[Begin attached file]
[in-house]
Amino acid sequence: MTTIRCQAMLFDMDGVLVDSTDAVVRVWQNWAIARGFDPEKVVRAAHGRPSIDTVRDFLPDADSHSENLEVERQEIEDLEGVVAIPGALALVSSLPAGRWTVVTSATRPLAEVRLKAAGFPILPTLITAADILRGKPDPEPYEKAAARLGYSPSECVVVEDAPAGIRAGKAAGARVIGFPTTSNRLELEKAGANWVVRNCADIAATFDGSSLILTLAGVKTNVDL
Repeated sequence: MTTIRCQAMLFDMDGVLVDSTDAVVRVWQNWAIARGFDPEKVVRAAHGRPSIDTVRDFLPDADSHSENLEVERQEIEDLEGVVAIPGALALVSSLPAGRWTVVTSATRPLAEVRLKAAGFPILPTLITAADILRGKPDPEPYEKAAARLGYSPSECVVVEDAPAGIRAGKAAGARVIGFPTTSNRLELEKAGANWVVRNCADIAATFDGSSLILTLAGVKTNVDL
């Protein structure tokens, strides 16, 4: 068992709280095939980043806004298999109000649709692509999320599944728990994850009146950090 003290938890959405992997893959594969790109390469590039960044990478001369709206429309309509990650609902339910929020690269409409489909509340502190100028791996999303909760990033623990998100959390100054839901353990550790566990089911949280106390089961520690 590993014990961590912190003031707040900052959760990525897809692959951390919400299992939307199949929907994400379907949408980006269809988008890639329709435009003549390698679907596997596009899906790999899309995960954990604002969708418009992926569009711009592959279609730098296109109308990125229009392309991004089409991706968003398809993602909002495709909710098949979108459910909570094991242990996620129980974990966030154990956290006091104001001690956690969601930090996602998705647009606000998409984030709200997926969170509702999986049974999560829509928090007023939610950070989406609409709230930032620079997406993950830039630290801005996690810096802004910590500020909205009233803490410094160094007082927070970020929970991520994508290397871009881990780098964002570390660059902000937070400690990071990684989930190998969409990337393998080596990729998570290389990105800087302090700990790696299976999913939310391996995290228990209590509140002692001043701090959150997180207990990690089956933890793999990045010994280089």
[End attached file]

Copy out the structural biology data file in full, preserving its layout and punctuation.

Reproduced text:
[in-house]
Amino acid sequence: MTTIRCQAMLFDMDGVLVDSTDAVVRVWQNWAIARGFDPEKVVRAAHGRPSIDTVRDFLPDADSHSENLEVERQEIEDLEGVVAIPGALALVSSLPAGRWTVVTSATRPLAEVRLKAAGFPILPTLITAADILRGKPDPEPYEKAAARLGYSPSECVVVEDAPAGIRAGKAAGARVIGFPTTSNRLELEKAGANWVVRNCADIAATFDGSSLILTLAGVKTNVDL
Repeated sequence: MTTIRCQAMLFDMDGVLVDSTDAVVRVWQNWAIARGFDPEKVVRAAHGRPSIDTVRDFLPDADSHSENLEVERQEIEDLEGVVAIPGALALVSSLPAGRWTVVTSATRPLAEVRLKAAGFPILPTLITAADILRGKPDPEPYEKAAARLGYSPSECVVVEDAPAGIRAGKAAGARVIGFPTTSNRLELEKAGANWVVRNCADIAATFDGSSLILTLAGVKTNVDL
């Protein structure tokens, strides 16, 4: 068992709280095939980043806004298999109000649709692509999320599944728990994850009146950090 003290938890959405992997893959594969790109390469590039960044990478001369709206429309309509990650609902339910929020690269409409489909509340502190100028791996999303909760990033623990998100959390100054839901353990550790566990089911949280106390089961520690 590993014990961590912190003031707040900052959760990525897809692959951390919400299992939307199949929907994400379907949408980006269809988008890639329709435009003549390698679907596997596009899906790999899309995960954990604002969708418009992926569009711009592959279609730098296109109308990125229009392309991004089409991706968003398809993602909002495709909710098949979108459910909570094991242990996620129980974990966030154990956290006091104001001690956690969601930090996602998705647009606000998409984030709200997926969170509702999986049974999560829509928090007023939610950070989406609409709230930032620079997406993950830039630290801005996690810096802004910590500020909205009233803490410094160094007082927070970020929970991520994508290397871009881990780098964002570390660059902000937070400690990071990684989930190998969409990337393998080596990729998570290389990105800087302090700990790696299976999913939310391996995290228990209590509140002692001043701090959150997180207990990690089956933890793999990045010994280089």